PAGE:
Alliance to Strengthen Competitiveness – AI on Chip Taiwan Alliance (AITA)
The pandemic, structural changes, and geopolitical competition have all led to persistent wafer foundry capacity and chip supply chain crisis around the world. They are reshaping Taiwan’s IC design sector. Those with individual designers can no longer succeed on a single-chip platform. Instead, building partnerships with peers and partners in other semiconductor segments may be the best way to counter changing industry and market conditions.
The establishment of the AI on Chip Taiwan Alliance (AITA) in 2019 under the guidance of the Ministry of Economic Affairs (MOEA) and Executive Yuan’s Office of Science and Technology (OST) is a prime example of government-industry-academia collaboration to power the global AI revolution. According to the MOEA, the development of AI is expected to support and stimulate the growth of the semiconductor industry by helping it expand into agriculture, healthcare, and manufacturing industries. The value for the AI chips market is estimated to reach NT$500 billion in three years. But, there are some challenges to overcome.
The first is the language. Google and Microsoft, for example, use their own programming language on their AI cloud servers. Taiwan’s chips would be restricted to only one type of application if they were designed for one company. Application scenarios are also crucial to AI applications. In the IC design industry, especially in AI field, the design of the products can be contingent upon the requirements.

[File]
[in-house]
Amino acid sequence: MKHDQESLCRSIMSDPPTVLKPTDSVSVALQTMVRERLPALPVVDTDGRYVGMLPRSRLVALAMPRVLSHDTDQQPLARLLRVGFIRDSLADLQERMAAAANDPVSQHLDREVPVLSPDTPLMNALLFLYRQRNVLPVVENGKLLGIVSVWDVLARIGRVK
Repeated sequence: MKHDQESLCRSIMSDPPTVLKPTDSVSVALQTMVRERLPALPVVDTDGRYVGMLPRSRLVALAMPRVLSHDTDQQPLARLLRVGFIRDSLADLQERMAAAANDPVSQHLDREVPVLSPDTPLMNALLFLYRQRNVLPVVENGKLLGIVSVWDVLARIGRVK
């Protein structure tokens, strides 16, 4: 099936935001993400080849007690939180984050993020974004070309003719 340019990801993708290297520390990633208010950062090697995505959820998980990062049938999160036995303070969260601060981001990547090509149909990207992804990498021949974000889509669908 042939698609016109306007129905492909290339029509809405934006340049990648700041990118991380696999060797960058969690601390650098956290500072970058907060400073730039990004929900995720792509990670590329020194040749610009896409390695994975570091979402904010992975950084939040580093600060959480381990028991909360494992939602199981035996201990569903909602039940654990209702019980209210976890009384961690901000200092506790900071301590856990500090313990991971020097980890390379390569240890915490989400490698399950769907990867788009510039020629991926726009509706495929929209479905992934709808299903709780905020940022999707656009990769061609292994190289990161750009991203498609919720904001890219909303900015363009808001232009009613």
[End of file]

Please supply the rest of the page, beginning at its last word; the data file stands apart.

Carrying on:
The last is brain drain due to the fact that many AI professionals in Taiwan have left for other countries such as China, for instance, often being headhunted.
Therefore, AITA aims to set up an AI design and verification platform so that its members can develop different products on a large scale and, eventually, expand their overseas market. AITA’s goal is also to help semiconductor companies shorten the R&D time required for AI chips by at least six months and to substantially reduce costs. The alliance provides an interdisciplinary platform for researchers, practitioners and educators to discuss recent trends as well as explore cooperation. Different forms of government assistance under the “Taiwan AI Action Plan” and “5+2 Industrial Innovation Policy” can lower investment risks for enterprises, thereby bolstering the local industry’s international competitiveness. AITA’s efforts have brought to production AI chips for use in many applications including early warning, fingerprint identification, telematics and smart lighting and temperature control systems. Currently, the alliance consists of more than 110 integrated circuit design, manufacturing and packaging houses, software companies, system integrators, research institutes and universities pledging to build an AI innovation ecosystem.
IC Design Platform for Startups
The Industrial Development Bureau (IDB) under the MOEA supports the Industrial Technology Research Institute (ITRI) and ARM Ltd., a world leader in semiconductor IP design, in providing critical resources to make innovative IC design accessible to startups in the region through an initiative called the IC Design Platform for Startups. The platform brings together ARM’s silicon IPs and ITRI’s technology portfolios and other resources, designed to help local IC design startups speed up time-to-market for their products and increase competitiveness. Meanwhile, the platform also assists international IC design startups in investing in Taiwan, which will in turn further accelerate the evolution of the industry ecosystem. The ecosystem involves over 1,000 partners of ARM, and Taiwan’s IC and hardware OEM/ODM industry supply chains.